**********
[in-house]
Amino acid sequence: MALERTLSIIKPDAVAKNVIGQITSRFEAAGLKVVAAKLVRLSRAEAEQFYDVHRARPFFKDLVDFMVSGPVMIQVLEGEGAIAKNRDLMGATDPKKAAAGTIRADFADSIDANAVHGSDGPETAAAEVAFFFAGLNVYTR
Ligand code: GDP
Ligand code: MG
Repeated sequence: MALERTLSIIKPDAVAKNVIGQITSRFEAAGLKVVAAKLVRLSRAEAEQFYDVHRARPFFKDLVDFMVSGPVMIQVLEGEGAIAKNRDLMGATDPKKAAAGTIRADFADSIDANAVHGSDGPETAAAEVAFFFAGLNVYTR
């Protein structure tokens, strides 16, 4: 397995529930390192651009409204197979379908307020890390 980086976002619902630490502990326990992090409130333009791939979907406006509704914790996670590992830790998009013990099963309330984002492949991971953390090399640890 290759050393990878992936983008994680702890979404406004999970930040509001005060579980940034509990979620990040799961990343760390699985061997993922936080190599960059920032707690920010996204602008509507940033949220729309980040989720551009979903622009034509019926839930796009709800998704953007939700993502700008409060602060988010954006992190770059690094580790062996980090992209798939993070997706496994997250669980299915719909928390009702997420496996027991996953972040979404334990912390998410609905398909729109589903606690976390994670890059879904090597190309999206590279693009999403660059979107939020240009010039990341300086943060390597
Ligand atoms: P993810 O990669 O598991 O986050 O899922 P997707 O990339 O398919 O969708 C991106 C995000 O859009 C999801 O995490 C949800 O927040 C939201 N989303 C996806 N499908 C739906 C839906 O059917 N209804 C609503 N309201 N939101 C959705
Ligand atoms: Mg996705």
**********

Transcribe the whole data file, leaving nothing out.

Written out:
[in-house]
Amino acid sequence: MALERTLSIIKPDAVAKNVIGQITSRFEAAGLKVVAAKLVRLSRAEAEQFYDVHRARPFFKDLVDFMVSGPVMIQVLEGEGAIAKNRDLMGATDPKKAAAGTIRADFADSIDANAVHGSDGPETAAAEVAFFFAGLNVYTR
Ligand code: GDP
Ligand code: MG
Repeated sequence: MALERTLSIIKPDAVAKNVIGQITSRFEAAGLKVVAAKLVRLSRAEAEQFYDVHRARPFFKDLVDFMVSGPVMIQVLEGEGAIAKNRDLMGATDPKKAAAGTIRADFADSIDANAVHGSDGPETAAAEVAFFFAGLNVYTR
């Protein structure tokens, strides 16, 4: 397995529930390192651009409204197979379908307020890390 980086976002619902630490502990326990992090409130333009791939979907406006509704914790996670590992830790998009013990099963309330984002492949991971953390090399640890 290759050393990878992936983008994680702890979404406004999970930040509001005060579980940034509990979620990040799961990343760390699985061997993922936080190599960059920032707690920010996204602008509507940033949220729309980040989720551009979903622009034509019926839930796009709800998704953007939700993502700008409060602060988010954006992190770059690094580790062996980090992209798939993070997706496994997250669980299915719909928390009702997420496996027991996953972040979404334990912390998410609905398909729109589903606690976390994670890059879904090597190309999206590279693009999403660059979107939020240009010039990341300086943060390597
Ligand atoms: P993810 O990669 O598991 O986050 O899922 P997707 O990339 O398919 O969708 C991106 C995000 O859009 C999801 O995490 C949800 O927040 C939201 N989303 C996806 N499908 C739906 C839906 O059917 N209804 C609503 N309201 N939101 C959705
Ligand atoms: Mg996705």